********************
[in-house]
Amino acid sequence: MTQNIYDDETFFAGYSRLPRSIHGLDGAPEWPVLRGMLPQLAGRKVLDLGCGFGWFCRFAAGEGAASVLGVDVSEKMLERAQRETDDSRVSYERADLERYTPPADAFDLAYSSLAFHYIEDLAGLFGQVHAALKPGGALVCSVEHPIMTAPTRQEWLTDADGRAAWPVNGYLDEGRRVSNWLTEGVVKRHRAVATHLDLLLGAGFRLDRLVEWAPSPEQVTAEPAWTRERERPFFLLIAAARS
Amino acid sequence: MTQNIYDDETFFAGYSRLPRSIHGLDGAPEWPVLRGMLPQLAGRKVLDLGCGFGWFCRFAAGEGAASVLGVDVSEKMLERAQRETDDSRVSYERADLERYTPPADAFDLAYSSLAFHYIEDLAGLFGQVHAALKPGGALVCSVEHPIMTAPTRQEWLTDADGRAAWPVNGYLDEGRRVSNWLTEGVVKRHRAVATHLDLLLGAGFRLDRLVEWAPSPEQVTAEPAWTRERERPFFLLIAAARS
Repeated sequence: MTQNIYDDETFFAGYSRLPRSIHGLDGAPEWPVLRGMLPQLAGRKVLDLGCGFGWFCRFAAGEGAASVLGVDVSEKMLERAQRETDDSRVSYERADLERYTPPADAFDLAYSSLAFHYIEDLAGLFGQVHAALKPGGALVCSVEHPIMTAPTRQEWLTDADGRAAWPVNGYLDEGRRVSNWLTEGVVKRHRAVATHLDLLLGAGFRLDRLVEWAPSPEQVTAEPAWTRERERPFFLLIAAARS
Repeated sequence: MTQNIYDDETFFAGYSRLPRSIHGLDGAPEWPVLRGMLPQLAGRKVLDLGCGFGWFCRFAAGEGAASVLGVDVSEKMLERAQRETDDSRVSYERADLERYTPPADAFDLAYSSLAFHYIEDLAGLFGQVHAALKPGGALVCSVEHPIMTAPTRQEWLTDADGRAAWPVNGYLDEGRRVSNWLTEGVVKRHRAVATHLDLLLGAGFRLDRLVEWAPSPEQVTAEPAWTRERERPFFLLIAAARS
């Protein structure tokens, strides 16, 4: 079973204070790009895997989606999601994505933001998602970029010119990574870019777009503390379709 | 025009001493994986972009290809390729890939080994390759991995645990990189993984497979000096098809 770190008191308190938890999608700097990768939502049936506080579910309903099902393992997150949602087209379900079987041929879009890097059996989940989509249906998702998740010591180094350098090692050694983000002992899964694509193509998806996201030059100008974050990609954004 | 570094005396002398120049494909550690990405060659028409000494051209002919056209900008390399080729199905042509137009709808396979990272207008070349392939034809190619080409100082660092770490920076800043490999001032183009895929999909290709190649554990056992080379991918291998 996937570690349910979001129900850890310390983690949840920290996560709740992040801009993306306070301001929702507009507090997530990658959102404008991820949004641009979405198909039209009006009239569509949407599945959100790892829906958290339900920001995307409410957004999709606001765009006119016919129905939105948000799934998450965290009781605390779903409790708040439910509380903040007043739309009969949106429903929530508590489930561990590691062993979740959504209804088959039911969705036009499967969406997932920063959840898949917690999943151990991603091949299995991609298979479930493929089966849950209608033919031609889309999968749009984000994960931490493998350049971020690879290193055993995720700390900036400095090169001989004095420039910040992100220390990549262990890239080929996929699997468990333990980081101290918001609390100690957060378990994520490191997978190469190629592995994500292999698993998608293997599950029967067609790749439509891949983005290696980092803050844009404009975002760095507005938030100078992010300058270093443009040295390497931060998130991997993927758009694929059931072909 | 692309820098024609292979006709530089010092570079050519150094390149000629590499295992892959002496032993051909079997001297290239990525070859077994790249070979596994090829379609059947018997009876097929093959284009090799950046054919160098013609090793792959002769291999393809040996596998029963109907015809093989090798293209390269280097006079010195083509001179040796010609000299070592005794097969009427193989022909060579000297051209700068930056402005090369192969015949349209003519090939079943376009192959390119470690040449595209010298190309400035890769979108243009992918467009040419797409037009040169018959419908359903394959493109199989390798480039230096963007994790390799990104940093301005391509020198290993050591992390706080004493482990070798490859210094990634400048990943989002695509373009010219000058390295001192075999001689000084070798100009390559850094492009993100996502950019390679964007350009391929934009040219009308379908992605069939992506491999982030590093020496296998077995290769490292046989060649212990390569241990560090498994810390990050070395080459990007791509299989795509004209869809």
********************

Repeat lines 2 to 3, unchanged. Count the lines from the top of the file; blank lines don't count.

Amino acid sequence: MTQNIYDDETFFAGYSRLPRSIHGLDGAPEWPVLRGMLPQLAGRKVLDLGCGFGWFCRFAAGEGAASVLGVDVSEKMLERAQRETDDSRVSYERADLERYTPPADAFDLAYSSLAFHYIEDLAGLFGQVHAALKPGGALVCSVEHPIMTAPTRQEWLTDADGRAAWPVNGYLDEGRRVSNWLTEGVVKRHRAVATHLDLLLGAGFRLDRLVEWAPSPEQVTAEPAWTRERERPFFLLIAAARS
Amino acid sequence: MTQNIYDDETFFAGYSRLPRSIHGLDGAPEWPVLRGMLPQLAGRKVLDLGCGFGWFCRFAAGEGAASVLGVDVSEKMLERAQRETDDSRVSYERADLERYTPPADAFDLAYSSLAFHYIEDLAGLFGQVHAALKPGGALVCSVEHPIMTAPTRQEWLTDADGRAAWPVNGYLDEGRRVSNWLTEGVVKRHRAVATHLDLLLGAGFRLDRLVEWAPSPEQVTAEPAWTRERERPFFLLIAAARS